In choosing a name with a multiplicity of connotations, Amazon set out its ambition early in its life. But just where that ambition puts it on the UK logistics map is anyone’s guess. David Thame does his best to see through the fog.
Amazon was a brilliant choice of name. Just like the Brazilian river, it promised to be the widest, broadest channel in retail. But also like the river, it is a big, terrifying mystery to its rivals, to some suppliers and to many observers. Travel back upstream in an attempt to work out Amazon’s logistics strategy and everything gets tangled in tropical confusion.
Despite UK turnover of £4.3bn – much larger than most big high street names – the firm’s corporate property strategy remains opaque to many observers on this side of the Atlantic. Like the distant tribes at the source of the Amazon, many commentators say they simply don’t speak the same language. A certain amount of trans-Atlantic confusion may be to blame, with UK professionals struggling with the uptight formality of corporate America. But there is also genuine bafflement.
The latest well-publicised corporate spat – which involves Amazon refusing to stock books from Hachette, the Harry Potter publisher - comes as the online department store prepares to expand its UK distribution network.
Amazon has added nearly 1m sq ft in the Midlands, is rumoured to be close to finding a location for as many as two north-west depots totalling 1m sq ft or more, and could have a second large Midlands requirement.
“WE DON’T KNOW”
Yet talk to most UK surveyors and developers - the people tasked with providing Amazon with its new logisitics floorspace - and you discover that almost nobody knows what is going on.
“We don’t know, we just don’t know,” said one exasperated property insider when SHD Logistics asked for a steer on Amazon’s UK warehouse strategy. After a few calls to colleagues around the UK, SHD’s contact came back with some extra information: “We still don’t know, but there are rumours.” That sums up current market knowledge.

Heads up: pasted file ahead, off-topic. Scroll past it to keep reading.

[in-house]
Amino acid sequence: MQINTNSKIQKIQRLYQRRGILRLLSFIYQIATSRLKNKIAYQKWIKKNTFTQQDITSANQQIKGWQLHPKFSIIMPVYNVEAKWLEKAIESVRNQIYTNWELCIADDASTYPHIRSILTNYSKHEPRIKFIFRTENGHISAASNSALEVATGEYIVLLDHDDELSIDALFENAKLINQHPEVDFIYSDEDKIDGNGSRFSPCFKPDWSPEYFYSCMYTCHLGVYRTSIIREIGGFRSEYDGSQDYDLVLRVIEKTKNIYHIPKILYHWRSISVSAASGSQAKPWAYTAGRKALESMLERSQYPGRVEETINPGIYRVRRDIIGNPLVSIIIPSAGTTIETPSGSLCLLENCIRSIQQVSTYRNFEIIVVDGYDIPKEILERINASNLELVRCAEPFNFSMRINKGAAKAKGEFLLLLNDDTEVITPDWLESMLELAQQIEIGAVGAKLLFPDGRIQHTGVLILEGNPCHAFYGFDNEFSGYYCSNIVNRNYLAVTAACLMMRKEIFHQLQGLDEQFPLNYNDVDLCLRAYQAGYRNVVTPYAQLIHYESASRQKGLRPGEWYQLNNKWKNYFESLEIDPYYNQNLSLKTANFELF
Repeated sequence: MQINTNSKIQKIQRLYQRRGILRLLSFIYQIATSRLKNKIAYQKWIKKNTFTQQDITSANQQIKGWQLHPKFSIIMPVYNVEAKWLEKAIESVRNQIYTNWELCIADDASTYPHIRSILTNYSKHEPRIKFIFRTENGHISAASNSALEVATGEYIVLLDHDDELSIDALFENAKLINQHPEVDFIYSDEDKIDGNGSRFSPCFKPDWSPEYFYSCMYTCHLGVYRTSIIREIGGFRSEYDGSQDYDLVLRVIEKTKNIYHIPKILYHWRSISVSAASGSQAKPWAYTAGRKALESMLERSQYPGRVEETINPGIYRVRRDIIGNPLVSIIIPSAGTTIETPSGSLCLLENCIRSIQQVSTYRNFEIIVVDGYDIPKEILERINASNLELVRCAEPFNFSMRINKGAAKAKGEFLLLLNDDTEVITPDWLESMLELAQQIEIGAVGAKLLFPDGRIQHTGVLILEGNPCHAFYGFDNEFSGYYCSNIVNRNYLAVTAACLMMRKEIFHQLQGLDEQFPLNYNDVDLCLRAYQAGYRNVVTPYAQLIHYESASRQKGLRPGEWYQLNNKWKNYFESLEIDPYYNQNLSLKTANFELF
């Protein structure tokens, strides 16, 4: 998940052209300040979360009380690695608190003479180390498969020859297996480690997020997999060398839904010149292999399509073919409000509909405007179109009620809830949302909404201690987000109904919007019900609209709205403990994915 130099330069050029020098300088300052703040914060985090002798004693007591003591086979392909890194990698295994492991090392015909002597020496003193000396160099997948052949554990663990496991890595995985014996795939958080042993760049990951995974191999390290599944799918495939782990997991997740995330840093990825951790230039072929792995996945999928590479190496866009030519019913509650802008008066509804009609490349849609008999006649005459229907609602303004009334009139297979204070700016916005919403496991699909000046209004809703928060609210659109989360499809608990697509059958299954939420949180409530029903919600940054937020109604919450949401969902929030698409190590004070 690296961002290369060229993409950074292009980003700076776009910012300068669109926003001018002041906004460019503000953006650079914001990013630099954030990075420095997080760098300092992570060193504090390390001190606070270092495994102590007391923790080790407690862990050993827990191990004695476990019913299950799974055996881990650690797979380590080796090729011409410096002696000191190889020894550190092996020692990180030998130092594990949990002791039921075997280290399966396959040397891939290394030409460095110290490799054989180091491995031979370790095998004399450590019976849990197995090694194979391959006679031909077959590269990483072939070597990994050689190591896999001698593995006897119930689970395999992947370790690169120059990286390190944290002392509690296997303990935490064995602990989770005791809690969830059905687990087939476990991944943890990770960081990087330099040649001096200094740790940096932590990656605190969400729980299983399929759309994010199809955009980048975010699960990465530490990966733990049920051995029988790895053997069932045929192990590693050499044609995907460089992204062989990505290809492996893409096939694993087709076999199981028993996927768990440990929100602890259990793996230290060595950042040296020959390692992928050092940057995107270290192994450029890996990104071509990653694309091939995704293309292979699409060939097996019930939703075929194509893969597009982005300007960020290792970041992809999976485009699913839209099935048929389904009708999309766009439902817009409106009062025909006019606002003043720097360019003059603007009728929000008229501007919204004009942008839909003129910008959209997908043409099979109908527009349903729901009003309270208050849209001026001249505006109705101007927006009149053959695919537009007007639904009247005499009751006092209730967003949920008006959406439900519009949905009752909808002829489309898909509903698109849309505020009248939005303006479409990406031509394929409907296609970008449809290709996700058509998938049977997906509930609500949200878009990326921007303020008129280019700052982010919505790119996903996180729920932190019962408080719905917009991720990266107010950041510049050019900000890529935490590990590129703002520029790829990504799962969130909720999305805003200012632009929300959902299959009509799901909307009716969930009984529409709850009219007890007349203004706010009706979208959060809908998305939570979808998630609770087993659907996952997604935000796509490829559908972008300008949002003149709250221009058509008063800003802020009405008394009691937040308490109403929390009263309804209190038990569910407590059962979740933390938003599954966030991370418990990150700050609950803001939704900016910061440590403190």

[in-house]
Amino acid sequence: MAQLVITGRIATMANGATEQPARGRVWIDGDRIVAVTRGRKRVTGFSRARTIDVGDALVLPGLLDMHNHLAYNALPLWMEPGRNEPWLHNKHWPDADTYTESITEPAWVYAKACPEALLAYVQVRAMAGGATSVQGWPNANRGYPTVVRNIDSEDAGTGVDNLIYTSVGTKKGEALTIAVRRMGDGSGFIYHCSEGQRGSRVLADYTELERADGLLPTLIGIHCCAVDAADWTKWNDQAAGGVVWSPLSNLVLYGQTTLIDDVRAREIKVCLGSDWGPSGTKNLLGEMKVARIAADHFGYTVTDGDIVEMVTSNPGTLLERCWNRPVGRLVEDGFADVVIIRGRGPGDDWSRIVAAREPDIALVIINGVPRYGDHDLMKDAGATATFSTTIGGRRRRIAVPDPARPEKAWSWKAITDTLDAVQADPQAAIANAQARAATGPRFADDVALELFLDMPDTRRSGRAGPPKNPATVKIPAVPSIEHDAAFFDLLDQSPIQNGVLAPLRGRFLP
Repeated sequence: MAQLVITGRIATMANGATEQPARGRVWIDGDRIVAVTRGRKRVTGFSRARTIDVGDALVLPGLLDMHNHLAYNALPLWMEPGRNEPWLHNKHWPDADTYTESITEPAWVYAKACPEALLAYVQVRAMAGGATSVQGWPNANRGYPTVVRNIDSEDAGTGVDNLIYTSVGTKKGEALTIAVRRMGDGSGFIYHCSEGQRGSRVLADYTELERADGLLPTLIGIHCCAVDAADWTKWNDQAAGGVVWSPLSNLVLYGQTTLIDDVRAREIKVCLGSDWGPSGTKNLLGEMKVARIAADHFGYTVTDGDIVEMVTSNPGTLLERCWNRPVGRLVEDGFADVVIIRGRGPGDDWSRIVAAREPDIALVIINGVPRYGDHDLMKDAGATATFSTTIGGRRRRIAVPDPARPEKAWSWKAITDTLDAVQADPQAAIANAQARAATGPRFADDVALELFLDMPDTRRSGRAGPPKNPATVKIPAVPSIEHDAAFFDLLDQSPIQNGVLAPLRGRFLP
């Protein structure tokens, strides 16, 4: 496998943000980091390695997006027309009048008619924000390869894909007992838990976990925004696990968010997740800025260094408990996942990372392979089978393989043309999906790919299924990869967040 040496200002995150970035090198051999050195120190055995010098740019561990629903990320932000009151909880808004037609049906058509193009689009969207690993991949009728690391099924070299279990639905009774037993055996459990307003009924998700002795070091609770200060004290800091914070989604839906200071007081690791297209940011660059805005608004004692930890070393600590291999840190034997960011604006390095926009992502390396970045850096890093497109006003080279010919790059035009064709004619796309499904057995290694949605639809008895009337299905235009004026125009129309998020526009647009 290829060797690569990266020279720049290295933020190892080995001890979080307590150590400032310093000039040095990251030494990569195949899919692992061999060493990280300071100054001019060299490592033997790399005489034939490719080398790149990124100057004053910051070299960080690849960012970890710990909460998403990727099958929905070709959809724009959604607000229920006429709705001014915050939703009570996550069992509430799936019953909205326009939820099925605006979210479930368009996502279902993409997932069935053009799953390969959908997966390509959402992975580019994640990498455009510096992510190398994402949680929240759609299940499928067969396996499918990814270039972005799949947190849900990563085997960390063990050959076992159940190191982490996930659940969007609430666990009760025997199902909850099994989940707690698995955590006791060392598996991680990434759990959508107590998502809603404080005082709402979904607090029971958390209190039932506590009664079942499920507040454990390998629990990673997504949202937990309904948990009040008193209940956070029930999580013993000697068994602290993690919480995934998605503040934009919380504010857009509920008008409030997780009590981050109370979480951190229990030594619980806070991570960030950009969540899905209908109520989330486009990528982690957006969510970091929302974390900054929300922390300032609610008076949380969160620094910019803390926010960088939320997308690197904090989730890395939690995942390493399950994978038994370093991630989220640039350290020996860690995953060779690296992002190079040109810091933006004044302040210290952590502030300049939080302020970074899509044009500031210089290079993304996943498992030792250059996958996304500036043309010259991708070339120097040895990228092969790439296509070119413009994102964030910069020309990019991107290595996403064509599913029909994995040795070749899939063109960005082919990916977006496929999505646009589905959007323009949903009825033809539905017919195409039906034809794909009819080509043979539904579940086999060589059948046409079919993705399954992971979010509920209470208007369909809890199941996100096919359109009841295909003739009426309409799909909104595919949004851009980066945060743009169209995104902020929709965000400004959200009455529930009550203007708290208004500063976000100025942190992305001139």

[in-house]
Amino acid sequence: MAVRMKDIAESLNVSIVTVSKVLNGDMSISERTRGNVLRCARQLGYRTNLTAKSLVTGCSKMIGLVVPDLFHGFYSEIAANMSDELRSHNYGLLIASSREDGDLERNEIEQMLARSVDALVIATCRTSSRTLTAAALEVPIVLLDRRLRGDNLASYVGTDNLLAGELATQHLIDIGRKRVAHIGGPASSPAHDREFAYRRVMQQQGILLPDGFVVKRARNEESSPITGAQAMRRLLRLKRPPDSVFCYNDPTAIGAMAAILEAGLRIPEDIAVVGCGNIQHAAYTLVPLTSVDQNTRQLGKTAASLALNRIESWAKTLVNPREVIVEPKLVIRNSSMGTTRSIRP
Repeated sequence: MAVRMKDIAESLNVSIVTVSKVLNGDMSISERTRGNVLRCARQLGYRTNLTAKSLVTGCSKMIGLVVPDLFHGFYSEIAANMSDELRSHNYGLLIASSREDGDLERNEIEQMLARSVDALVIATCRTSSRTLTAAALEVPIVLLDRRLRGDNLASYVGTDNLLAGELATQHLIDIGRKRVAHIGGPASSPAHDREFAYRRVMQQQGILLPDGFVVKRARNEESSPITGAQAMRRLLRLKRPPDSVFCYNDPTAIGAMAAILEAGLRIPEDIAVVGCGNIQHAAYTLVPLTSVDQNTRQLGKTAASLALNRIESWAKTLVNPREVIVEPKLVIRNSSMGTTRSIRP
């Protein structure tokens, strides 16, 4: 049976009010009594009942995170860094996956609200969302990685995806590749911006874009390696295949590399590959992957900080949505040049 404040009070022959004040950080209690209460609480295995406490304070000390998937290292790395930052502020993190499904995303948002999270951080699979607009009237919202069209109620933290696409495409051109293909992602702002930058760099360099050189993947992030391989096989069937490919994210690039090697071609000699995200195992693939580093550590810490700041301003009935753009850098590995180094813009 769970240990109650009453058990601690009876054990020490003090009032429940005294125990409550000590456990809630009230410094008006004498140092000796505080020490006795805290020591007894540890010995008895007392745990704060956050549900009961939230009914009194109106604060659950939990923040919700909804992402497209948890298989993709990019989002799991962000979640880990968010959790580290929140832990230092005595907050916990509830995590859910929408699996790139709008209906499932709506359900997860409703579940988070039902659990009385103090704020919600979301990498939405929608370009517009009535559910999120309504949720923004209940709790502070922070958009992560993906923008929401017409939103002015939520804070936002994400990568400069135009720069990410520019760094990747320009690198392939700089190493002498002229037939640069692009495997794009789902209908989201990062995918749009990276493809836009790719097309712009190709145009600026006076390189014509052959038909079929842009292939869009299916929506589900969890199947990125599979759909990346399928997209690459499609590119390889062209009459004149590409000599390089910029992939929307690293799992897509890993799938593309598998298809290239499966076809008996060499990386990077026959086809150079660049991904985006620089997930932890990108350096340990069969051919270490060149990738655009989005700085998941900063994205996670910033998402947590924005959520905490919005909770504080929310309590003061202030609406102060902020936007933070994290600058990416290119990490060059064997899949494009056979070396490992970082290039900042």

Amazon’s UK property advisor, CBRE, declines to talk about plans, and Amazon itself is notoriously unwilling to discuss forward strategy. So, what is the best industry guess about Amazon’s warehouse plans? SHD has spoken to the warehouse property world’s movers, shakers, talkers and thinkers – and this is what they told us...
WHAT AMAZON WANTS:
Amazon is piecing together a network of smaller sub-regional depots clustered around the main metropolitan centres. They will be around 70,000 sq ft each.
It is also understood to be looking for 1m sq ft in the north-west and perhaps also for a smaller depot which could help fulfilment in the north-west and Yorkshire.
Rumours that the firm requires another 1m sq ft in the Midlands are regarded by some sources as improbable. But the rumours persist all the same.
WHAT AMAZON HAS:
Amazon occupies a little short of 5m sq ft around the UK. The main fulfilment centres are at Swansea Bay (800,000 sq ft), Rugeley (700,000 sq ft), Milton Keynes (700,000 sq ft) and Dunfermline (1m sq ft).
It has smaller but still substantial distribution centres in Doncaster (400,000 sq ft), Peterborough (550,000 sq ft) and Hemel Hempstead (450,000 sq ft).
WHAT MATTERS IS WORKFORCE
Workforce matters most when choosing a regional distribution centre location. According to David Smeaton, regional head at Colliers International in Birmingham, it must have been a large part of the appeal of Amazon’s recent decision to double its 700,000 sq ft Rugeley depot.
“Rugeley is a very poor part of Staffordshire,” he says. “I’m sure Amazon are looking for cheap labour, but this comes with a cost. If they stray too far from the main customer markets the cost-benefit of cheaper labour is gone. Their analysis must be very tight.”